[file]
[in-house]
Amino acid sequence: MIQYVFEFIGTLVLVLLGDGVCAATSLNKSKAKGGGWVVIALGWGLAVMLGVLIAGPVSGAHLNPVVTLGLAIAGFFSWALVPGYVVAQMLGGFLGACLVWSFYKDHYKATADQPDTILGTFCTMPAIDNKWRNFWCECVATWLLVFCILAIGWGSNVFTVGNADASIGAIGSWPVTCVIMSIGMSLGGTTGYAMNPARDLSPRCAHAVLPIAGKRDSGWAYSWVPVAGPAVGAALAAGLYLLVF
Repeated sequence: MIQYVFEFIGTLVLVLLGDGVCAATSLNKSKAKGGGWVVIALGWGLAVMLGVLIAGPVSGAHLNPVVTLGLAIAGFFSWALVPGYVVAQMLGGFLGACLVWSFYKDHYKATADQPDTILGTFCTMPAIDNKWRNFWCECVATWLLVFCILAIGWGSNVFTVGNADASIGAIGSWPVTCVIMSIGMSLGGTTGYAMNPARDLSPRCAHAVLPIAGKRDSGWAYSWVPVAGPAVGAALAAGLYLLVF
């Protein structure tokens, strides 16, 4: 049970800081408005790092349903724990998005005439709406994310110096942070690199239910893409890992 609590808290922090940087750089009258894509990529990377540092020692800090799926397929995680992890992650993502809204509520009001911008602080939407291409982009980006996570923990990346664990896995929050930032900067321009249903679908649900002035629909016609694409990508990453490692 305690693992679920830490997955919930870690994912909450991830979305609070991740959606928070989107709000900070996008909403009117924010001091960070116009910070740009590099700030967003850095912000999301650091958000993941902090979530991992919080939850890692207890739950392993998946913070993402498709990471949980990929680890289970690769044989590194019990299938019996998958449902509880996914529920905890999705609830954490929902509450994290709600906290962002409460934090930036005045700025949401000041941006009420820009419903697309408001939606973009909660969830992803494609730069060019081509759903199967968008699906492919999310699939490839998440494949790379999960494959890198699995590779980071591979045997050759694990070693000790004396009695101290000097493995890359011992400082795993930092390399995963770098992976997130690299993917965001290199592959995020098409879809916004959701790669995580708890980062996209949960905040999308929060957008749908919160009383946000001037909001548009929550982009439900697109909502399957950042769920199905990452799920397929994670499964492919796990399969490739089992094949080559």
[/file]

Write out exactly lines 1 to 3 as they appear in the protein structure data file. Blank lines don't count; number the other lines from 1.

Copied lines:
[in-house]
Amino acid sequence: MIQYVFEFIGTLVLVLLGDGVCAATSLNKSKAKGGGWVVIALGWGLAVMLGVLIAGPVSGAHLNPVVTLGLAIAGFFSWALVPGYVVAQMLGGFLGACLVWSFYKDHYKATADQPDTILGTFCTMPAIDNKWRNFWCECVATWLLVFCILAIGWGSNVFTVGNADASIGAIGSWPVTCVIMSIGMSLGGTTGYAMNPARDLSPRCAHAVLPIAGKRDSGWAYSWVPVAGPAVGAALAAGLYLLVF
Repeated sequence: MIQYVFEFIGTLVLVLLGDGVCAATSLNKSKAKGGGWVVIALGWGLAVMLGVLIAGPVSGAHLNPVVTLGLAIAGFFSWALVPGYVVAQMLGGFLGACLVWSFYKDHYKATADQPDTILGTFCTMPAIDNKWRNFWCECVATWLLVFCILAIGWGSNVFTVGNADASIGAIGSWPVTCVIMSIGMSLGGTTGYAMNPARDLSPRCAHAVLPIAGKRDSGWAYSWVPVAGPAVGAALAAGLYLLVF